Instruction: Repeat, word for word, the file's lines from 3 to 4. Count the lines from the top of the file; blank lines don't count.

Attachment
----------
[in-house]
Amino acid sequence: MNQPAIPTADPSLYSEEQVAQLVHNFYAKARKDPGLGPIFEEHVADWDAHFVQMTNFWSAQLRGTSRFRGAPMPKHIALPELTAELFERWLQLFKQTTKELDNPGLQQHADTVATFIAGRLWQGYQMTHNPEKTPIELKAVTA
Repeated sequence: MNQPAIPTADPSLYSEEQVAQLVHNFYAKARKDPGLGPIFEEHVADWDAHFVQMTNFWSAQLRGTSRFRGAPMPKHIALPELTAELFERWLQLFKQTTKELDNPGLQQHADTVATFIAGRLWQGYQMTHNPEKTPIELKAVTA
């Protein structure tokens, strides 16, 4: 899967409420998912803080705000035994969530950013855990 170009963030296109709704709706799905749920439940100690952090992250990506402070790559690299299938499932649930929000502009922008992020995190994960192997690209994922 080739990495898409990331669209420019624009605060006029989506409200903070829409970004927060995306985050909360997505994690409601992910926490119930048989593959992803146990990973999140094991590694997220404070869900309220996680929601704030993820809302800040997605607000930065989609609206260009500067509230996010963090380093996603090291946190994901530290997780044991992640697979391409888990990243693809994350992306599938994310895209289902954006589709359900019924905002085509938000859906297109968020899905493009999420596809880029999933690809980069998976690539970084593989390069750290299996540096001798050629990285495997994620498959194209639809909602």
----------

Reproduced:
Repeated sequence: MNQPAIPTADPSLYSEEQVAQLVHNFYAKARKDPGLGPIFEEHVADWDAHFVQMTNFWSAQLRGTSRFRGAPMPKHIALPELTAELFERWLQLFKQTTKELDNPGLQQHADTVATFIAGRLWQGYQMTHNPEKTPIELKAVTA
């Protein structure tokens, strides 16, 4: 899967409420998912803080705000035994969530950013855990 170009963030296109709704709706799905749920439940100690952090992250990506402070790559690299299938499932649930929000502009922008992020995190994960192997690209994922 080739990495898409990331669209420019624009605060006029989506409200903070829409970004927060995306985050909360997505994690409601992910926490119930048989593959992803146990990973999140094991590694997220404070869900309220996680929601704030993820809302800040997605607000930065989609609206260009500067509230996010963090380093996603090291946190994901530290997780044991992640697979391409888990990243693809994350992306599938994310895209289902954006589709359900019924905002085509938000859906297109968020899905493009999420596809880029999933690809980069998976690539970084593989390069750290299996540096001798050629990285495997994620498959194209639809909602």